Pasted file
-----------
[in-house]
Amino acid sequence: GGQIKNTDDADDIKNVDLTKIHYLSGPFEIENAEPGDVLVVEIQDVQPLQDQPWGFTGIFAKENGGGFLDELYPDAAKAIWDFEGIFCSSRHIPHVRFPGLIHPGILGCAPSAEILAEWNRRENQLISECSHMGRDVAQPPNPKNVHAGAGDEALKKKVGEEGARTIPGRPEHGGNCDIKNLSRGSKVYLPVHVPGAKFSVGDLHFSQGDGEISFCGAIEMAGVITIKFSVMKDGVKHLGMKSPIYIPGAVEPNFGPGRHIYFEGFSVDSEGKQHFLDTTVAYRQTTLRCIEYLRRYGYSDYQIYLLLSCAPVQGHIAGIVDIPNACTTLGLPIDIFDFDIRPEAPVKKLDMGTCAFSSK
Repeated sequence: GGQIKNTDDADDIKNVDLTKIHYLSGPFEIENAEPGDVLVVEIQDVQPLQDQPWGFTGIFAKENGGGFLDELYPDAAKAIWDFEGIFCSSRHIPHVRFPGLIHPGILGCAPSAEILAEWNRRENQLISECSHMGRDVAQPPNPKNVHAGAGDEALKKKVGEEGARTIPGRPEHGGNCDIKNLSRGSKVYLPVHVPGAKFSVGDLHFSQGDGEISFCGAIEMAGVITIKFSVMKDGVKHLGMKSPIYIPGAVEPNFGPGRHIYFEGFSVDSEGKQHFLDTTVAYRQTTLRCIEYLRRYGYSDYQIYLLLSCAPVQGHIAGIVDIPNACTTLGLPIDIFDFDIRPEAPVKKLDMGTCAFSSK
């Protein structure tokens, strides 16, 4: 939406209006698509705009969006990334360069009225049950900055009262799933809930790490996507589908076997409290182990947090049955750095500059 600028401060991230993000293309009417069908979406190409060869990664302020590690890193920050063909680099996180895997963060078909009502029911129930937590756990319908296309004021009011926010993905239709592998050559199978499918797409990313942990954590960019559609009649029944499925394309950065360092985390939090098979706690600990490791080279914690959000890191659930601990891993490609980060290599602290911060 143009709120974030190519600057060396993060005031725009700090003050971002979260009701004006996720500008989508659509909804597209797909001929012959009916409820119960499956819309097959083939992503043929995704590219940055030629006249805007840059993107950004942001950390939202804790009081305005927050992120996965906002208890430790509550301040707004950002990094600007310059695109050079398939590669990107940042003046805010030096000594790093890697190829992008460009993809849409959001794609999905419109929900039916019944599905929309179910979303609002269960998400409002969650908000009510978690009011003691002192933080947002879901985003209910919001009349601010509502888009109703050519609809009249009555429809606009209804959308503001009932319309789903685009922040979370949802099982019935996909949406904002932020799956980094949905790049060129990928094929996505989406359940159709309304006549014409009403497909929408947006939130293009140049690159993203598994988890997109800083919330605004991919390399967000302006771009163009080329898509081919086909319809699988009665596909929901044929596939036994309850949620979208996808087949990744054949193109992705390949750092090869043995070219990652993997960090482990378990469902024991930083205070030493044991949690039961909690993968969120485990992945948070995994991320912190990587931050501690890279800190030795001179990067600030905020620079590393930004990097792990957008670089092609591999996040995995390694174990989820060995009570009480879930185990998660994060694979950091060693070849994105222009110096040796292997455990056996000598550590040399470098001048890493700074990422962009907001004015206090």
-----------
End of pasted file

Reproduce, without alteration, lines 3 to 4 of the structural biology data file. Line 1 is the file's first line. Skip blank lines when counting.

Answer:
Repeated sequence: GGQIKNTDDADDIKNVDLTKIHYLSGPFEIENAEPGDVLVVEIQDVQPLQDQPWGFTGIFAKENGGGFLDELYPDAAKAIWDFEGIFCSSRHIPHVRFPGLIHPGILGCAPSAEILAEWNRRENQLISECSHMGRDVAQPPNPKNVHAGAGDEALKKKVGEEGARTIPGRPEHGGNCDIKNLSRGSKVYLPVHVPGAKFSVGDLHFSQGDGEISFCGAIEMAGVITIKFSVMKDGVKHLGMKSPIYIPGAVEPNFGPGRHIYFEGFSVDSEGKQHFLDTTVAYRQTTLRCIEYLRRYGYSDYQIYLLLSCAPVQGHIAGIVDIPNACTTLGLPIDIFDFDIRPEAPVKKLDMGTCAFSSK
């Protein structure tokens, strides 16, 4: 939406209006698509705009969006990334360069009225049950900055009262799933809930790490996507589908076997409290182990947090049955750095500059 600028401060991230993000293309009417069908979406190409060869990664302020590690890193920050063909680099996180895997963060078909009502029911129930937590756990319908296309004021009011926010993905239709592998050559199978499918797409990313942990954590960019559609009649029944499925394309950065360092985390939090098979706690600990490791080279914690959000890191659930601990891993490609980060290599602290911060 143009709120974030190519600057060396993060005031725009700090003050971002979260009701004006996720500008989508659509909804597209797909001929012959009916409820119960499956819309097959083939992503043929995704590219940055030629006249805007840059993107950004942001950390939202804790009081305005927050992120996965906002208890430790509550301040707004950002990094600007310059695109050079398939590669990107940042003046805010030096000594790093890697190829992008460009993809849409959001794609999905419109929900039916019944599905929309179910979303609002269960998400409002969650908000009510978690009011003691002192933080947002879901985003209910919001009349601010509502888009109703050519609809009249009555429809606009209804959308503001009932319309789903685009922040979370949802099982019935996909949406904002932020799956980094949905790049060129990928094929996505989406359940159709309304006549014409009403497909929408947006939130293009140049690159993203598994988890997109800083919330605004991919390399967000302006771009163009080329898509081919086909319809699988009665596909929901044929596939036994309850949620979208996808087949990744054949193109992705390949750092090869043995070219990652993997960090482990378990469902024991930083205070030493044991949690039961909690993968969120485990992945948070995994991320912190990587931050501690890279800190030795001179990067600030905020620079590393930004990097792990957008670089092609591999996040995995390694174990989820060995009570009480879930185990998660994060694979950091060693070849994105222009110096040796292997455990056996000598550590040399470098001048890493700074990422962009907001004015206090």